Some 90 artifacts from the Buddhist temple Daigo-ji in Kyoto, including 13 of Japan’s National Treasures, are currently in China for two public exhibitions. Titled The Beauty of Mantra: Arts in the Collection of Daigoji Temple, the traveling exhibit is on view at the Shanghai Museum until 10 July before moving to the Shaanxi History Museum, where it can be seen between 28 July and 20 September.
This is an extremely rare opportunity for Japanese Buddhist art-lovers as this is only the second time the Daigo-ji items have been shown outside Japan—they were previously shown in Germany in 2008. The director of the Shanghai Museum, Yang Zhigang, told the Chinese English-language online newspaper Global Times that it had been difficult to arrange an exhibition of such a collection, with the participating institutions having taken more than three years to prepare for this year’s tour.
Daigo-ji itself is steeped in history and heritage. It was founded in 874 by Shobo (dates uncertain), posthumously known by the name Rigen-daishi, and quickly became a center of Shingon learning, influence, and art. The Daigo-ji website lists its National Treasures, the most precious category of Japan’s tangible cultural properties, as numbering 41, along with 39,362 Important Cultural Properties, which are also of immense importance. Precious scrolls and texts number more than 100,000. The temple was registered as a UNESCO World Heritage Site in 1994, and appears on the list of Historic Monuments of Ancient Kyoto (Kyoto, Uji and Otsu Cities).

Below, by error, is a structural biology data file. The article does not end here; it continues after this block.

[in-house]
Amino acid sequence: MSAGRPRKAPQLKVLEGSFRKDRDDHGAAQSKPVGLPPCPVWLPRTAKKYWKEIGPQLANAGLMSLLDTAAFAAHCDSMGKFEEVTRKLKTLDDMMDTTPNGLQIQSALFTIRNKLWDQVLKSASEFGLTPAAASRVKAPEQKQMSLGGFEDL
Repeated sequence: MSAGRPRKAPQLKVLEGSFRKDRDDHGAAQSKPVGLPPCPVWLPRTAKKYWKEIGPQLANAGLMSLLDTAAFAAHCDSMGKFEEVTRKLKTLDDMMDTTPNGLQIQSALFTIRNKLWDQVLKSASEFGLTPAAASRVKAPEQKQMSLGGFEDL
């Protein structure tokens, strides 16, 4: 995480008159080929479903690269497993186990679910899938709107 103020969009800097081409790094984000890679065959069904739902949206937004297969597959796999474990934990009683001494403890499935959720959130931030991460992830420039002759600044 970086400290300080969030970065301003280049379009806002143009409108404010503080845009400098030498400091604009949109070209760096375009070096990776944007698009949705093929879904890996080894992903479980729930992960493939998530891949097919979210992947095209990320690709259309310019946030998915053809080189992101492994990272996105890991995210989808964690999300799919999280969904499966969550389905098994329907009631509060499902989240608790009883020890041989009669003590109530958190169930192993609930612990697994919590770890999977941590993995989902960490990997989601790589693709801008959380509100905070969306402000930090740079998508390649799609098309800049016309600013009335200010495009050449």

According to Global Times, the present exhibit includes Buddhist statues, paintings, scriptures, and ritual objects from the 7th to the 19th century. The installation is divided into three parts: a walk-through of Daigo-ji’s history, with visual accompaniments of sutras and sculptures of monks; ritual aspects of esoteric Buddhism and tantric imagery via statues, paraphernalia, and mandalas; and the artistic life of the temple.
Amitabha. From art.rmlt.com.cn
As well as giving visitors a sense of the temple and Japanese esoteric (Shingon) Buddhism, the artifacts recall a long-lost era of esoteric Buddhism in Tang-era (618–907) China. According to the China Daily Europe website, some of the most distinctive items in the show are the “Wisdom King” (Skt. vidyaraja; J. myoo) sculptures, which hark back to an age when esoteric Buddhism was a popular school in medieval China (Shingon is still very influential in Japan today). Yang Zhigang told ShanghaiDaily.com that most Japanese sculpture is in wood since bronze and stone were not easy to obtain in Japan, while Buddhist paintings, sutras, and historical records are usually made of paper. “Although it’s fragile, paper is still more durable than silk,” he explained, adding, “Thanks to the dedication of monks of many generations, the fragile yet precious artworks in Daigoji is [sic] well preserved.”
ShanghaiDaily.com also praised the atmospheric installation of the exhibition: “To perfectly showcase the charm of the Buddhist art, the exhibition hall of the museum has been designed in a wood architecture style with dim light,” it said, noting that visitors are greeted by a seated, perfectly preserved statue of the great master Kukai (774–835), the founder of the Shingon school.
Fudo Myoo. From j.people.com.cn